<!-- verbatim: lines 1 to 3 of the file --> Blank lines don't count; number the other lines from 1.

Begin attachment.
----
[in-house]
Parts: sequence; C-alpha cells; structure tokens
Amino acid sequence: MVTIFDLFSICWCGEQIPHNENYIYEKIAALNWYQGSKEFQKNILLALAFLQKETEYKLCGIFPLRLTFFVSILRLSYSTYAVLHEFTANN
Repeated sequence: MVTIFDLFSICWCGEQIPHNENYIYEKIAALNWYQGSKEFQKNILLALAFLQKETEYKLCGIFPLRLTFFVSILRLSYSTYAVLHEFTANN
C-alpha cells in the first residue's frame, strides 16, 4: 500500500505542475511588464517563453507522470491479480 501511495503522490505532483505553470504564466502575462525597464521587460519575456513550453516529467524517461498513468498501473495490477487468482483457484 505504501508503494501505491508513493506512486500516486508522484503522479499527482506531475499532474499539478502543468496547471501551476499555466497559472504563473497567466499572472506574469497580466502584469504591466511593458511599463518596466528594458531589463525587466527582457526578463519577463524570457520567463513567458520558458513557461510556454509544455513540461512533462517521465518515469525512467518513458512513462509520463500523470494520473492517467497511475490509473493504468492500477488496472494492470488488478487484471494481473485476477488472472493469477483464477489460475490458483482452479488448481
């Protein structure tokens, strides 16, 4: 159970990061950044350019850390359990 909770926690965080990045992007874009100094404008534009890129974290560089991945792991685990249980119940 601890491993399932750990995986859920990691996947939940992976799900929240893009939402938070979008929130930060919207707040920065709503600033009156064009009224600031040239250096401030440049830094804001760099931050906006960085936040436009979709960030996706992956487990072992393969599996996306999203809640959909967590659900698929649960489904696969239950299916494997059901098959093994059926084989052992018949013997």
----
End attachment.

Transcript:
[in-house]
Parts: sequence; C-alpha cells; structure tokens
Amino acid sequence: MVTIFDLFSICWCGEQIPHNENYIYEKIAALNWYQGSKEFQKNILLALAFLQKETEYKLCGIFPLRLTFFVSILRLSYSTYAVLHEFTANN